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Succession Planning in a Post-Pandemic World

As facilities recover from the Great Resignation, there are steps facilities managers can follow to dust off and revamp their succession plans.


The Great Resignation exposed succession planning gaps in facilities management.

As employees began resigning from their positions en masse, starting in early 2021, many operations discovered they lacked succession plans and those who had them found no one had updated them in years.

Stormy Friday, founder and president of the Friday Group, an international facilities services consulting firm, reports the scenario didn’t catch her by surprise.

“Most facility managers consider succession planning a luxury. They say, ‘I know it’s important, but I just don’t have time for it,’” she says.

Now many wish they did. The pandemic ushered in early retirements and tremendous turnover. And as people moved on, these professionals left gaping holes in skills and knowledge behind.

Even those with succession plans found their strategic insights unworkable, adds Teena Shouse, owner of FM Transitions, an education and consulting firm.

“No one had a pandemic in their strategic plans,” she says. “Operations needed to pivot quickly.”

Still, those firms who had previously examined their staffing levels, identified future staffing needs, and developed talent to fill gaps, found themselves better equipped to pivot than those companies that had not, she says.

Succession planning involves identifying talent needs in an organization, then creating a talent pipeline by preparing employees to fill vacancies as others retire or move on.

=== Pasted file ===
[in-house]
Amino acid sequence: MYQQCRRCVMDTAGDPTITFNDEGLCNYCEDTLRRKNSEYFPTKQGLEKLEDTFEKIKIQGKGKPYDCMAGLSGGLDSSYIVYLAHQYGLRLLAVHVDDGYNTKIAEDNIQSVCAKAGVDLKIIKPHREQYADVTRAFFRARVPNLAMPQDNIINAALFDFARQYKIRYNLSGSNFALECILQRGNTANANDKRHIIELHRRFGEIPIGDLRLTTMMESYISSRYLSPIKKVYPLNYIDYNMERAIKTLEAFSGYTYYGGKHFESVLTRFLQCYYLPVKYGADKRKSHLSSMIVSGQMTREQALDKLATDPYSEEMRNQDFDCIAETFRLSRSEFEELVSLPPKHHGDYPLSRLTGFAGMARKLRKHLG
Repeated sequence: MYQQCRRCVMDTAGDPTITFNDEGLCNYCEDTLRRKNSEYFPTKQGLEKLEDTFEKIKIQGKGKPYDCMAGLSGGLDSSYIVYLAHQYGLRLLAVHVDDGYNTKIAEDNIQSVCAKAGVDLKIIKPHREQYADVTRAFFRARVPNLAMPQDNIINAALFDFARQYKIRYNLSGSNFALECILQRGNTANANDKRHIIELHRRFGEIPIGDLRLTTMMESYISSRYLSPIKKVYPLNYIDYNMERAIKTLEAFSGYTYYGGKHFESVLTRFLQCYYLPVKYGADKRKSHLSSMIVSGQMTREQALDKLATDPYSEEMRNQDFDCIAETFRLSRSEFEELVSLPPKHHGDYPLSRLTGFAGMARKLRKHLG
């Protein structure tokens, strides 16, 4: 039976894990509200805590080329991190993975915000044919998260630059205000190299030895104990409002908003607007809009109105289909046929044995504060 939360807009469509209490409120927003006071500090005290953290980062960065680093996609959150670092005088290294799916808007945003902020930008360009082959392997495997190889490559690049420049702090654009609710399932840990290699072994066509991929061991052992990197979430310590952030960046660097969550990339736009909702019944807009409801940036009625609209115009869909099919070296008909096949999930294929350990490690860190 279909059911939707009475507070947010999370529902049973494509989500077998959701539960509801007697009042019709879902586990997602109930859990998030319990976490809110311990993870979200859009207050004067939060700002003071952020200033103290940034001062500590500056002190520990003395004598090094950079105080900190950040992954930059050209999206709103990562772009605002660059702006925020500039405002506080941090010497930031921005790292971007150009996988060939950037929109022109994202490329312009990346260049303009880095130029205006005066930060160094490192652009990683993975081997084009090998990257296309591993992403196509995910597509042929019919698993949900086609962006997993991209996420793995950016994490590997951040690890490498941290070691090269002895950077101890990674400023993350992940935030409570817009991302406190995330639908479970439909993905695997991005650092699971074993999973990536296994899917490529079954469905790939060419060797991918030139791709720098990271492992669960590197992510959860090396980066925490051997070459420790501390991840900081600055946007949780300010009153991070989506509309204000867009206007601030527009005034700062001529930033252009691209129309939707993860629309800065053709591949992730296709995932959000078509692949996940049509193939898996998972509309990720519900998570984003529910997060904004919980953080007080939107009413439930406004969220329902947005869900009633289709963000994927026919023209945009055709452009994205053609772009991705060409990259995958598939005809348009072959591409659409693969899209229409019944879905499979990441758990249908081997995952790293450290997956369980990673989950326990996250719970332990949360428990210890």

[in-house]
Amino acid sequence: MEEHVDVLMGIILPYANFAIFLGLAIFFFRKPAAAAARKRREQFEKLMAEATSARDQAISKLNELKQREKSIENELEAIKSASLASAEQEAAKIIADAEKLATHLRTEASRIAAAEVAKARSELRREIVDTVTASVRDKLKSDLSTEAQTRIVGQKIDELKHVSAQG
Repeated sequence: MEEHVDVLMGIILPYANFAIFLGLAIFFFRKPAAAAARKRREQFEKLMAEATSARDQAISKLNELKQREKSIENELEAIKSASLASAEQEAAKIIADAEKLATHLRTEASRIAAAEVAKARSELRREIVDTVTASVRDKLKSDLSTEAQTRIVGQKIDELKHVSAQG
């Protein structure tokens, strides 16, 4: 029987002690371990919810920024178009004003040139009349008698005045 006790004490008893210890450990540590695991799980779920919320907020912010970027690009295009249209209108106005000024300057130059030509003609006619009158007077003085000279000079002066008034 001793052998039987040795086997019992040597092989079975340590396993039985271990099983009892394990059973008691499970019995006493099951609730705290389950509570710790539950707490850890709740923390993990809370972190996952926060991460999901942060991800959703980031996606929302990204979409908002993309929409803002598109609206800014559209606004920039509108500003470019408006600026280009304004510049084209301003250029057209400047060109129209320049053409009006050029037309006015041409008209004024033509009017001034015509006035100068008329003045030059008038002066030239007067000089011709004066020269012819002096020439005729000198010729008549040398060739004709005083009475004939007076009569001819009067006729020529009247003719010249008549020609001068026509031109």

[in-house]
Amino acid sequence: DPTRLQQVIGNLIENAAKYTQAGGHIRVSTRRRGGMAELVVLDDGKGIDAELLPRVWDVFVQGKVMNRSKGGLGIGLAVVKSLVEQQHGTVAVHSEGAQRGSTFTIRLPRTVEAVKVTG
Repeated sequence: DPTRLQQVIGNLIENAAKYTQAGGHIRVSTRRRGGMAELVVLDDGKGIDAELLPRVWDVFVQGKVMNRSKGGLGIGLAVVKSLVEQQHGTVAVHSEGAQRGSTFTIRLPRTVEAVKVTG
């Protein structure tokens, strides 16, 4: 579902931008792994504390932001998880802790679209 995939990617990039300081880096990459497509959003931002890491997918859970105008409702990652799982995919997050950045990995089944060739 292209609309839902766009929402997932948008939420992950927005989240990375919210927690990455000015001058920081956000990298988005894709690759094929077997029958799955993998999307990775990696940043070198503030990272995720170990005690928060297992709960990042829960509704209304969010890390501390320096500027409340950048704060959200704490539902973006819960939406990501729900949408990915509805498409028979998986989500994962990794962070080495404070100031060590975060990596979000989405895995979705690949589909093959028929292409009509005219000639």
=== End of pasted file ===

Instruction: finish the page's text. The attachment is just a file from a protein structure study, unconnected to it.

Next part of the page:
Experts define successors as those employees with the knowledge, skills and abilities to fill a vacant position permanently or until a permanent replacement gets hired.

“FM organizations are not always good at capturing tribal knowledge,” Friday says. “They don’t sit down with people who have been there since Day 1 and capture their knowledge. Thus, when they leave, all that institutional knowledge walks out the door.”

A lack of institutional knowledge in a post-pandemic world has disastrous impacts, she adds. As more people work from home or companies institute hybrid workplace models, the need for monolithic office buildings has decreased.

“The question becomes what do you do with these buildings?” she says. “If you don’t have institutional tribal knowledge that can tell you about your portfolio, it makes it more difficult to unload or adapt that real estate.”

 
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